This Early Grant for Exploratory Research (EaGER) takes advantage of the unique geometry of the volcano Villarica (i.e., a small symmetric 150-m diameter crater and active localized vent ~65 m below the crater rim) to make direct sampling observations of gas and thermal flux and pressure fluctuations, while recording time-synchronized high definition video of lava lake surface activity. This exploratory phase of the project builds on an earlier expedition supported by National Geographic that helped address some initial engineering challenges to suspend and lower a payload of sensors down toward the active vent. This EaGER endeavors to capture lava lake surface activity and transient emissions of gas and pyroclasts to help us better understand this volcano's seismic and acoustic radiation, which is complex and remains poorly understood. It is expected that this experiment will lead to a better set of tools and observational techniques that can be applied to other volcanic systems in future studies.
An ultimate goal of this project is to understand the nature and source of seismic and infrasonic tremors, which are common at Villarrica and other open vent volcanic systems. The research plan takes advantage of a concurrent seismic array that will be deployed by another team from Michigan Tech University (MTU), and it will enable the investigator and students to share in the logistics at the Villarica site and focus on vent observations from the summit following installation of the dense array by the MTU group. Students and faculty from both institutions will perform joint analysis of the datasets collaboratively. Worldwide, there are about a dozen currently active, persistently degassing, open vent volcanic systems. Villarrica's chemistry and eruption style is relatively common such that observations made in this study should help facilitate development and allow differentiation of models for eruption dynamics at similar volcanoes elsewhere. Direct observations of the vent will help differentiate the origin of various types of elastic energy, which originate both internally and at the surface.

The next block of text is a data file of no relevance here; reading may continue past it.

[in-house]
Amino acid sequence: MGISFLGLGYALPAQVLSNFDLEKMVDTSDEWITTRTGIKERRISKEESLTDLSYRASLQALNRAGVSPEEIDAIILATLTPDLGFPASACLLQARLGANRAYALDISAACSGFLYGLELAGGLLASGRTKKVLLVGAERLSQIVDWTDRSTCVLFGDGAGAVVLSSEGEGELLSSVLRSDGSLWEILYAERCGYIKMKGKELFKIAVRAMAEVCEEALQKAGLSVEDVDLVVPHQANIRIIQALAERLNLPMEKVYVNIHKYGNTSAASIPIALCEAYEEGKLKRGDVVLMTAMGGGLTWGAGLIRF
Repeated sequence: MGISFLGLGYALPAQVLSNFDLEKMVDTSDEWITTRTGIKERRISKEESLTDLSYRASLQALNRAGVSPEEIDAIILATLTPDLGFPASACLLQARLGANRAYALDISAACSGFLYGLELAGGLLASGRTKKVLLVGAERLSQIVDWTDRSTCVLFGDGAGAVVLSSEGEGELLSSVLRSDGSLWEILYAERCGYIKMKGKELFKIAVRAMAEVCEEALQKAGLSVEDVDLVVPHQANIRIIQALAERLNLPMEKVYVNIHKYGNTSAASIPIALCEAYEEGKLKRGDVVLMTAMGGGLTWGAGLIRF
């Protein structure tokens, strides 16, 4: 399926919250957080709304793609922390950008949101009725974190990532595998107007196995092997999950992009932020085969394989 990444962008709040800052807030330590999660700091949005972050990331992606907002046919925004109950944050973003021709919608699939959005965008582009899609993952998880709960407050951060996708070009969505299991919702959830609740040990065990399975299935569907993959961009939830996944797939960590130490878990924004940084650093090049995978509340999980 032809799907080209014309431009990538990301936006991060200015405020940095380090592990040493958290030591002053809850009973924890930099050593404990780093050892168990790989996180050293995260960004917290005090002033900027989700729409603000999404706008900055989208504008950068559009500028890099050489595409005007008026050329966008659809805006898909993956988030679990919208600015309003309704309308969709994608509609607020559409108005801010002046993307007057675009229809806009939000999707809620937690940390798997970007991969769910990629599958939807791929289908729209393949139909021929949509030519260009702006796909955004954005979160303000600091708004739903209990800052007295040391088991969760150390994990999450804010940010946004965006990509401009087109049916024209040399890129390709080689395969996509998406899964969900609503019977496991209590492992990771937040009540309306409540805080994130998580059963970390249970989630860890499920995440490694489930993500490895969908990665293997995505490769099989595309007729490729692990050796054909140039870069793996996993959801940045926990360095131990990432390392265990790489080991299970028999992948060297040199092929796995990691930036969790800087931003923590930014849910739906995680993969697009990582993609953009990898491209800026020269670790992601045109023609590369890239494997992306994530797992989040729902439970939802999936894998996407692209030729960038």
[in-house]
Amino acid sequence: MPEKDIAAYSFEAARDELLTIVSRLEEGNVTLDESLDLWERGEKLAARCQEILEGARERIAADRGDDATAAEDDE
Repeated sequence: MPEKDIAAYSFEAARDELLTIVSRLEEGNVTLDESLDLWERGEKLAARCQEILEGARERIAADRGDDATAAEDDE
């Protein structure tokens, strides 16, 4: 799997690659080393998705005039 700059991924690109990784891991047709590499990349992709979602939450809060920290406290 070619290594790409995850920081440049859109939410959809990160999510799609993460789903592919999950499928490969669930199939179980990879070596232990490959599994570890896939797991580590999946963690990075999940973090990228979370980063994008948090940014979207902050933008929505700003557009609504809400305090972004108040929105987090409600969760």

The National Science Foundation EaGER Program sponsored us in 2011 to conduct research to study eruption dynamics at the active Volcano Villarrica in Southern Chile. Villarrica is one of only a handful of volcanoes worldwide, which possesses a fluid lava lake, and is notable because it erupts copious gas and generates continuous earthquake activity and intense sounds despite and absence of explosive eruptions. The funds provided by NSF allowed us to make simultaneous measurements of the gas flux and seismic activity (carried out by colleagues from Michigan Tech through support from another grant) whilst our team from New Mexico Tech recorded acoustic emanations, thermal flux, and recorded lava lake surface activity. Together we are collaborating to better understand how gas is released from â€˜open vent volcanic systemsâ€™. During our March, 2011 study direct observations of the lava lake activity were afforded by our deployment of cables spanning the 150-m diameter summit crater. The rigging was used to suspend cameras pointed downwards at the active lava lake for time synchronized optical observations; the geometry of Villarricaâ€™s deep narrow crater is such that viewing the lava lake is otherwise impossible from the crater rim. In addition to cameras and thermal sensors, which were suspended daily during 8 days, we also installed specialized microphones on the crater rim and at 8 km from the volcanic vent. Data from these microphones are used to characterize the eruptive character of the Villarrica lava lake. Notably, an inaudible (infra)sound signal at 5 Hz is induced by small spattering explosions within the crater. This signal is superimposed on a continuous low frequency tone at about 1 Hz, which is caused by resonance of air within the volcano crater. Our observations relating the various volcanic activity with the different sounds enables us to characterize the eruptive style at Villarrica and at other similar volcanoes using recorded sound waves. These results were presented as a scientific talk at the fall American Geophysical Union conference in San Francisco in 2011. The low frequency (1 Hz) continuous tone was notable in terms of its incredible sound intensity, which would equate to a continuous 140 dB signal were it audible on the crater rim. Because of its continuity, intensity, and low frequency it easily carried to the distant microphone array at 8 km. In the past year we have been modeling the time-of-flight of these acoustic signals and their relative intensities to determine the temperature and wind structure of the intervening atmosphere. Data collected from the NSF-supported research has already resulted in a manuscript entitled "Probing local wind and temperature structure using infrasound from Volcan Villarrica", which is now under minor revision for eventual publication in the Journal of Geophysical Research. Results from this study have important implications for using low frequency (infra)sounds to study dynamic meteorology and link the fields of atmospheric science, geophysics, and volcanology. Fig. 1 – Photos of the volcano Villarrica and its vent where the active lava lake is hidden. Fig. 2 – Still frame taken from an animation made with the suspended video camera ~100 m above the lava lake. Spatter has just been erupted from the lava lake and corresponds to the â€˜high frequency signalâ€™ seen in the waveforms. Fig. 3 – Schematic of modeling conducted (in manuscript Probing local wind and temperature structure using infrasound from Volcan Villarrica" to show travel paths of sound energy erupted from the volcano and propagating to microphones 8 km from the summit. These differing raypaths are consequences of changing meteorological structure of the atmosphere.